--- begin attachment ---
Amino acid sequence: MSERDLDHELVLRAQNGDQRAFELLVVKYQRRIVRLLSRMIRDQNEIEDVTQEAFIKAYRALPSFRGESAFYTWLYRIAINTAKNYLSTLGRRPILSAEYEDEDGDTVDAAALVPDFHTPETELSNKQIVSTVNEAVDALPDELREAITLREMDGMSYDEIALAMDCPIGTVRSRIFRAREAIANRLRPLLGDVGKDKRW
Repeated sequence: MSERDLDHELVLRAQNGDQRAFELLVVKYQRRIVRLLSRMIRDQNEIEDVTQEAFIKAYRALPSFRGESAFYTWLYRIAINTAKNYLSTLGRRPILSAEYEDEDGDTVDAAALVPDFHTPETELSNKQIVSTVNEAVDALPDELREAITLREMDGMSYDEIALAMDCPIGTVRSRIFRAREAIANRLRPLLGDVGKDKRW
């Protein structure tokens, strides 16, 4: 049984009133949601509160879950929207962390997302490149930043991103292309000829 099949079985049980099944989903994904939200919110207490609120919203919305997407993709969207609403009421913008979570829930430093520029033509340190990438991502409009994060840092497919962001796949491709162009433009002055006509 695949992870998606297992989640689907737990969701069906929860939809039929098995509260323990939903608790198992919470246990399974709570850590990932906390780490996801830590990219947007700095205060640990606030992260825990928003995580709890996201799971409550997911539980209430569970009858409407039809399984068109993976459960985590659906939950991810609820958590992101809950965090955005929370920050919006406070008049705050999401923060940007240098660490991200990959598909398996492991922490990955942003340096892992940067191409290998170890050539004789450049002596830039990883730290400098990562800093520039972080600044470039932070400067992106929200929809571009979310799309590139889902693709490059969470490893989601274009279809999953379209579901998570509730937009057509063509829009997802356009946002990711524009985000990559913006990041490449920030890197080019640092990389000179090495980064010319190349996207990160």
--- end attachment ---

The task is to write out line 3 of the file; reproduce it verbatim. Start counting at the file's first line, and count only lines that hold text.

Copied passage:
């Protein structure tokens, strides 16, 4: 049984009133949601509160879950929207962390997302490149930043991103292309000829 099949079985049980099944989903994904939200919110207490609120919203919305997407993709969207609403009421913008979570829930430093520029033509340190990438991502409009994060840092497919962001796949491709162009433009002055006509 695949992870998606297992989640689907737990969701069906929860939809039929098995509260323990939903608790198992919470246990399974709570850590990932906390780490996801830590990219947007700095205060640990606030992260825990928003995580709890996201799971409550997911539980209430569970009858409407039809399984068109993976459960985590659906939950991810609820958590992101809950965090955005929370920050919006406070008049705050999401923060940007240098660490991200990959598909398996492991922490990955942003340096892992940067191409290998170890050539004789450049002596830039990883730290400098990562800093520039972080600044470039932070400067992106929200929809571009979310799309590139889902693709490059969470490893989601274009279809999953379209579901998570509730937009057509063509829009997802356009946002990711524009985000990559913006990041490449920030890197080019640092990389000179090495980064010319190349996207990160």